Home Columns & Editorials It “Bites” To Be A Former Allcare Dental And Dentures Patient

It “Bites” To Be A Former Allcare Dental And Dentures Patient

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It’s been over a year since I’ve written a column for the Weekly Villager. Thankfully our practice has become very busy and I have not had time to write. But, I just can’t stand by idly and not comment on recent events that have befallen the dental community.

An event occurred last week that that is outrageous, sad and unfortunate. ALLCARE DENTAL AND DENTURES, INC. closed its doors on its unsuspecting and trusting patients.  How can a dental care organization that is entrusted by the public to provide dental services be allowed to accept money when they know that those services are not going to be completed?  Did they just figure out that, “By gosh, we’re surprised that we don’t have money today…let’s close?”

Really, there’s no point in beating a dead horse, so to speak. They closed, people were left high and dry and it’s time to figure out what to do next and how to protect themselves so this does not happen again. This is true not only in selecting a dentist but extends to all walks of life. Whether you are buying a new mattress, piece of jewelry or having a roof installed on your house it is imperative that you DO YOUR HOMEWORK AND ASK QUESTIONS…LOTS OF QUESTIONS.

Since having been a dentist in both private practice and in the insurance industry for over 26 years I’m going to limit my views, opinions and suggestions to this field that I know best.

The old axiom, if it is too good to be true then it generally is, with a new coat of “dental paint” could sound like this: if every dentist I call charges somewhere in the vicinity of $1000 for a single denture how is it that this dental organization can do it for $350?

Explanations for such a difference in price can be chalked up to: the use of grossly inferior materials (resulting in more frequent repairs and replacement), dentists with limited clinical experience, using a dental laboratory that lacks adequately trained professionals, and an insufficient amount of time spent with the patient by the dentist to observe and record accurate information that needs to be conveyed to the dental lab for proper denture construction.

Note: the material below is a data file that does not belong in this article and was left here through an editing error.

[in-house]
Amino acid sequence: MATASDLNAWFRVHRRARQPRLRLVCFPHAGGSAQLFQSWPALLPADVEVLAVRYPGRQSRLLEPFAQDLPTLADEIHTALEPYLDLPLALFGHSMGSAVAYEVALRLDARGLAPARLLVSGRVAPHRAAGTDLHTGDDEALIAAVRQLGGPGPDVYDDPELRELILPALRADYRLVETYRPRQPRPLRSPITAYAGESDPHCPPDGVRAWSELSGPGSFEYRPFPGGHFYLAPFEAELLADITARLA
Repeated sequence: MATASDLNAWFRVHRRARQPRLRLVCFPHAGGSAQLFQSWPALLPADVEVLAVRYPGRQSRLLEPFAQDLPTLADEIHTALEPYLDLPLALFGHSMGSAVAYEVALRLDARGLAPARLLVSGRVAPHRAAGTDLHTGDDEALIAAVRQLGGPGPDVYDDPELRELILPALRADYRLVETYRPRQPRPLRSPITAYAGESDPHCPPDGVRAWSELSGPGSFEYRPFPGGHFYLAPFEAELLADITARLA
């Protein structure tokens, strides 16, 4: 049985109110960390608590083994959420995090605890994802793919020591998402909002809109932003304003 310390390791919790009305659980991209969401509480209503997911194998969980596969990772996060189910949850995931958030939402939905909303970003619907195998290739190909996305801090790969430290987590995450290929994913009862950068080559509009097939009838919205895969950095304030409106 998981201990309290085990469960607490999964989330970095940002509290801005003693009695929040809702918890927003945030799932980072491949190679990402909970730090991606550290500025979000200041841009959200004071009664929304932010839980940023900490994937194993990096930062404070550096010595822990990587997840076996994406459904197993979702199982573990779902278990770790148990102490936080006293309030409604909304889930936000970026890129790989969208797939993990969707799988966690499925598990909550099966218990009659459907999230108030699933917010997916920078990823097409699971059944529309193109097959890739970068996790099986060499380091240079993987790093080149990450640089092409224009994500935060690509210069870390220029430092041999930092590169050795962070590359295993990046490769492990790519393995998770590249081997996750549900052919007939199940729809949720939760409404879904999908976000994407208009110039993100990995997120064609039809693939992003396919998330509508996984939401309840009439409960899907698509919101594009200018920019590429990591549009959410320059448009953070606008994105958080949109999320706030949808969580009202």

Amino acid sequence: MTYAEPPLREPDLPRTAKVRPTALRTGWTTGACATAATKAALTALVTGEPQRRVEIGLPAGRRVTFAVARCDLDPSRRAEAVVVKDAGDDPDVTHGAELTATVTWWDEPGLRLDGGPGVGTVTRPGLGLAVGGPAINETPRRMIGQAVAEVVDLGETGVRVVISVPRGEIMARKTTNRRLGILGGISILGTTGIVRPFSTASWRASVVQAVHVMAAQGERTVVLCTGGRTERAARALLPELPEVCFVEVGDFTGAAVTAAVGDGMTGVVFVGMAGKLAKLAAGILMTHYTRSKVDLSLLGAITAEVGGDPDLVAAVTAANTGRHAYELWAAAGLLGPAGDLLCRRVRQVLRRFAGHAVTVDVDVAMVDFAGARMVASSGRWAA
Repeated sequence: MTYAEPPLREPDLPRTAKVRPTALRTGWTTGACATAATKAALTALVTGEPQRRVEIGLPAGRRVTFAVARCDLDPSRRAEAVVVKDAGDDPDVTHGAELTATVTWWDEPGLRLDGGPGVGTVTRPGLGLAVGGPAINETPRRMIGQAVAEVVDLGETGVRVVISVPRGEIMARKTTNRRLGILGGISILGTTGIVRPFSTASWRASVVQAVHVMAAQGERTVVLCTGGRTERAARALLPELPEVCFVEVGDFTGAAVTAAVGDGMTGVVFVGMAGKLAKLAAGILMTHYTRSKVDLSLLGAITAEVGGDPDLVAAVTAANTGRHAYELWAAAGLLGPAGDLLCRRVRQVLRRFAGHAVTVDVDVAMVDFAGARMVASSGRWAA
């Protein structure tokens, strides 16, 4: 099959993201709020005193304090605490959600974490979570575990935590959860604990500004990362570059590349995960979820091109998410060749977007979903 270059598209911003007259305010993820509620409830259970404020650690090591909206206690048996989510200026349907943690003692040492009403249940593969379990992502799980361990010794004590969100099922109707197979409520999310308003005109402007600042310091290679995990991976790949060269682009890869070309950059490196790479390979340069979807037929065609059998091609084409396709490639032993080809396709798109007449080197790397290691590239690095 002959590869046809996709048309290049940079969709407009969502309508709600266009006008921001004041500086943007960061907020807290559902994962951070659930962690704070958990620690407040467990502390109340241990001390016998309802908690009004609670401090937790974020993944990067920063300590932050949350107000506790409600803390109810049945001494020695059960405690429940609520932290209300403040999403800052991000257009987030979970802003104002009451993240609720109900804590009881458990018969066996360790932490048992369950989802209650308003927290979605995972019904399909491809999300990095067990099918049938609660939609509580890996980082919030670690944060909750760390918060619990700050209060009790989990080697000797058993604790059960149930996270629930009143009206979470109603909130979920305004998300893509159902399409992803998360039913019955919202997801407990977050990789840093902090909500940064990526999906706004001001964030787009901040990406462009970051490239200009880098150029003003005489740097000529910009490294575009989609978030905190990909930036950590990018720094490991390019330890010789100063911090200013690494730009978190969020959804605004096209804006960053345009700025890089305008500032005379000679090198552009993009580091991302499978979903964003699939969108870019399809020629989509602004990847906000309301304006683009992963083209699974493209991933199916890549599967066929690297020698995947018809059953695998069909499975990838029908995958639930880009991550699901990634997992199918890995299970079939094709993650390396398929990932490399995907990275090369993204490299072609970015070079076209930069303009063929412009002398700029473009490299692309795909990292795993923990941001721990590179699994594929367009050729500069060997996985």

I just finished Googling” topics that are relevant to the ALLCARE closing and I’m appalled that ALLCARE is transferring their records to other dental organizations and offices. PEOPLE, WAKE UP!! ALLCARE EXECUTIVES ARE TELLING THE PATIENTS THEY JUST SWINDLED WHERE TO GO TO GET THEM OFF THEIR BACKS!  REALLY?. They must think their former patients are the village idiots to go along with such a laughable and ridiculous scheme. The patients are true victims, hard working, trusting and in need of dental help.   I would think LONG AND HARD before going to a dentist recommended by ALLCARE. Period.

Before going to another dentist, do some homework. Call the Ohio State Dental Board and ask them if there have been any actions taken against the dentist you anticipate seeing.

When you visit the dentist for the first time here are some questions and topics that I believe may help you:

1. What is the name of the dentist/owner?  Does he/she actually practice at the location you are considering going to?  Is the owner an out-of-town/out-of-state corporation?   It seems logical that resolving a problem with an owner who is local is easier than if he/she is out of town.

2. Tell me something about the dental lab that you use to make my denture. Dental labs should be in the USA only and never out of the country.  A reputable dental office should be able to tell you the name of the lab, where they are located and how long they have been in business. As a rule of thumb a dental lab and/or the lab technician should be in business for a minimum of 5 to 10 years.

3.  How many visits do you require to make my denture?  Generally, it takes University Dental, Inc.  five appointments to make a complete (full) or partial removable denture. When you’re consulting with a dentist he/she should explain the steps it takes to make the denture in understandable language. Also, there should be ample opportunity to ask questions. MAKE SURE YOU UNDERSTAND WHAT YOU ARE BEING TOLD. Don’t just nod in agreement if you truly don’t understand.  You should also be provided with a summary of the fabrication steps so that you can review the information out of the office.

4. Ask the dentist if the price of the denture(s) includes adjustments and for how long after the denture has been seated.  This information should be in writing. In my office we give every denture consult patient an information sheet that I wrote. Also, ask what is NOT included in the price of the denture.

The take-home message here is basically caveat emptor, which means let the buyer beware. Ask questions, listen carefully and follow your gut. My office is always available to answer general questions over the phone.

Dr. Richard Behrman and Dr. Thomas Pesarchick are co-founders of University Dental of Garrettsville, Inc. Please contact Dr. Behrman at 330-527-3368 with any questions.